KPMG final report was “selective” of information presented to Council and senior staff, Conway says
Plaintiff’s lawyer Thomas Conway suggested that the final report Brian Bourns and his KPMG team delivered to Ottawa in 2015 left out key findings presented in earlier studies.
“For example, the life savings of investment of plate owners, incremental values that had accrued, and the ethnic background of drivers were not mentioned in the conclusion to this report,” Conway proposed to Bourns. “Did you ever use Ottawa’s ‘Equity Lens’?”
“Not that I’m aware of,” Bourns replied.
“So the purpose of the report was to be selective about the information that you included?” Conway continued.
“The purpose of the report was to document our process, present our findings and our conclusions,” Bourns stated.
“And to not include other findings,” Conway added. “The purpose of this report was to support where council and senior staff were going, one you thought you could ‘sell,’ as you indicated yesterday,” Conway reminded him.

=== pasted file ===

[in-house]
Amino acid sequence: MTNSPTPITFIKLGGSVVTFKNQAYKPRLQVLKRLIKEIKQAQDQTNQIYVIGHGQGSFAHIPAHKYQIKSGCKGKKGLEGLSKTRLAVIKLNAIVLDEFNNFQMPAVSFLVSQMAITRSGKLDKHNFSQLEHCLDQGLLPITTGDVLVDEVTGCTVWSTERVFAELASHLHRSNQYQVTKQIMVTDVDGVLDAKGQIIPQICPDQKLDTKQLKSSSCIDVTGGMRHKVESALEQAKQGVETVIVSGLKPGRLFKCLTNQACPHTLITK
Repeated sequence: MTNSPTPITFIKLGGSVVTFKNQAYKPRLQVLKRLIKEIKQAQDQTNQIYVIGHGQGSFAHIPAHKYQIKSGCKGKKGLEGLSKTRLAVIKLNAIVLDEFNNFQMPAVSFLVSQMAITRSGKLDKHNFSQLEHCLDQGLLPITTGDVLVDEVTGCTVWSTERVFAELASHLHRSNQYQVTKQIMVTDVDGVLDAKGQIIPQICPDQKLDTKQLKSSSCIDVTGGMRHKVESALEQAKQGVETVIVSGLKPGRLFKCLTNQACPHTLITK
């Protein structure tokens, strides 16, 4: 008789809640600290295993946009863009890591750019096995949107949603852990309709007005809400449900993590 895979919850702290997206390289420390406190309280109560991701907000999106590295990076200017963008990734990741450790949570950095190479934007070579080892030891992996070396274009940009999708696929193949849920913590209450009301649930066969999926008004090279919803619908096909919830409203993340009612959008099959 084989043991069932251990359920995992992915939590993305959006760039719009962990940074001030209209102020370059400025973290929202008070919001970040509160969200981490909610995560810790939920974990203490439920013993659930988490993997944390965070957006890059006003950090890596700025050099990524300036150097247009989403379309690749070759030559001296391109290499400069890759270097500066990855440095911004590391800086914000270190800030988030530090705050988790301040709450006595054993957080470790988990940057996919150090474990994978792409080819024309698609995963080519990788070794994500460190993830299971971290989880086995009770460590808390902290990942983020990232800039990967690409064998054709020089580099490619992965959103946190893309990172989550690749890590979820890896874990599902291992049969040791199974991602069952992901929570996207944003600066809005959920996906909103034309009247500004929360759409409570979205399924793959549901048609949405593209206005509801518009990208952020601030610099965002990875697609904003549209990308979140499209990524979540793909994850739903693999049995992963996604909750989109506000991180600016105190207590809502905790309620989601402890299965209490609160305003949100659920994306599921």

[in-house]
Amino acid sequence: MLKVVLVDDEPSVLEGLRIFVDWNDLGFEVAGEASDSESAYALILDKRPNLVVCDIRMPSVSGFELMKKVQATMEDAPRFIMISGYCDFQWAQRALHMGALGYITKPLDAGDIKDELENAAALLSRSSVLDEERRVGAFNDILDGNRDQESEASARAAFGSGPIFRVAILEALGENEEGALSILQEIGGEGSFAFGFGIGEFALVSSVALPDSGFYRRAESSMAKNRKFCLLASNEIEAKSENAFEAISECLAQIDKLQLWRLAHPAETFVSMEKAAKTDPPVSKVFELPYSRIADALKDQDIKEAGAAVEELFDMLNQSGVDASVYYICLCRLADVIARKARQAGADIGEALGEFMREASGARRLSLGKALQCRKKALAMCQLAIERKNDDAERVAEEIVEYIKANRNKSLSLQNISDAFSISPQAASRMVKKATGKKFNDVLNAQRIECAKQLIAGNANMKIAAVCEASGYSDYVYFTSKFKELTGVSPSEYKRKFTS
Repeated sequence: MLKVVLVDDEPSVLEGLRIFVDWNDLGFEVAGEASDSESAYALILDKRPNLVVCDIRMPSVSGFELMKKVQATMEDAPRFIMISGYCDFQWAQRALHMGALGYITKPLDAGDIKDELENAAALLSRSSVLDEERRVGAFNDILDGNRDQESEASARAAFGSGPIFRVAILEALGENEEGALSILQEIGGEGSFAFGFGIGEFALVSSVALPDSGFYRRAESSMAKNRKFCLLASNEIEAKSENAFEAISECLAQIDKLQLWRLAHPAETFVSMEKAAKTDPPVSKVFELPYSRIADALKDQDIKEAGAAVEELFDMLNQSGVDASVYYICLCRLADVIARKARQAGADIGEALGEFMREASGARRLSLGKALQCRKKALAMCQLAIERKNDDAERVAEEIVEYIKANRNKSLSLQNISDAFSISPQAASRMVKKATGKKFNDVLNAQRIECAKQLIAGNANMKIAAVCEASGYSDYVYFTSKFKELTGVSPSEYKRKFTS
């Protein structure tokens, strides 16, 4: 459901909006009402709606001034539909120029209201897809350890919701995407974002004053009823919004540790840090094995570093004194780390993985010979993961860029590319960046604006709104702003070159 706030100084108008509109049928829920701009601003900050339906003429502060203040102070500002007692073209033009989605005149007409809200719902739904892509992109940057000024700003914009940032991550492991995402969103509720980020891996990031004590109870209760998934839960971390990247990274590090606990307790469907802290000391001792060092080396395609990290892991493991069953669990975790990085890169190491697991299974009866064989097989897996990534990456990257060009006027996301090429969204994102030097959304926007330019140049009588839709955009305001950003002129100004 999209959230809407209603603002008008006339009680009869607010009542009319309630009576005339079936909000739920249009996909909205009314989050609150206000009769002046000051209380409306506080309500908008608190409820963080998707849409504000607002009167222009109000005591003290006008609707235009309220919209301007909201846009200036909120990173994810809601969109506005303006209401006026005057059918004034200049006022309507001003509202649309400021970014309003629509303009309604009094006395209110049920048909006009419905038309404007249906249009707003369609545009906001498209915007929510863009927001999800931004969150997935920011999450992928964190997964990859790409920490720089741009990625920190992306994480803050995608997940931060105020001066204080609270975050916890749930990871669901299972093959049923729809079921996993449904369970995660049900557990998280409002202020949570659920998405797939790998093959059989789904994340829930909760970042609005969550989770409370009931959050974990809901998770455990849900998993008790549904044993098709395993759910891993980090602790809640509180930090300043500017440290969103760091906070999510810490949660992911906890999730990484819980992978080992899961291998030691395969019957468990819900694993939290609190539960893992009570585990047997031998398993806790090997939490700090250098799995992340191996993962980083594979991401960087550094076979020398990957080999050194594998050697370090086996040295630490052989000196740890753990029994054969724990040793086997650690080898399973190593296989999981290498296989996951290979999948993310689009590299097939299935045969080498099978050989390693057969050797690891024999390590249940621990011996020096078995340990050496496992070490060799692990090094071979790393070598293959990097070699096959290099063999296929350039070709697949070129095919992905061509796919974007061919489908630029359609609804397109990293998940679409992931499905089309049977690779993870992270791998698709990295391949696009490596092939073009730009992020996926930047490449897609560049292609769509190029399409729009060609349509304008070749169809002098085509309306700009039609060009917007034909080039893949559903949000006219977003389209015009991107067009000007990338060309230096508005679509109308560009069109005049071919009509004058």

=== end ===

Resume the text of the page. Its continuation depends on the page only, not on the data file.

“We were hopeful our recommendations would be adopted,” Bourns replied.
Seven weeks of court time as been alloted to this hearing, which was certified in 2018. Members of Ottawa’s taxi industry launched the $215 million class-action lawsuit in April 2016, alleging the city did not protect drivers and the industry when ride-sharing services hit city streets. The suit also claims the city discriminated against minority taxi plate holders by failing to enforce its own bylaw and changing the bylaw to allow private transportation companies.
A key element of this trial is the allegation that the City of Ottawa “in failing to enforce its By-law and in changing the By-law, the City discriminated on the basis of race, colour, ancestry, ethnic or national origin, religion or creed, language, place of origin, or citizenship, contrary to the Canadian Charter of Rights and Freedoms and the Ontario Human Rights Code,” according to the class action.
The lead plaintiffs in the lawsuit are Metro Taxi Ltd., co-owner Marc Andre Way and Ishkak Mail, with the lawsuit seeking damages on behalf of taxi plate owners and brokers.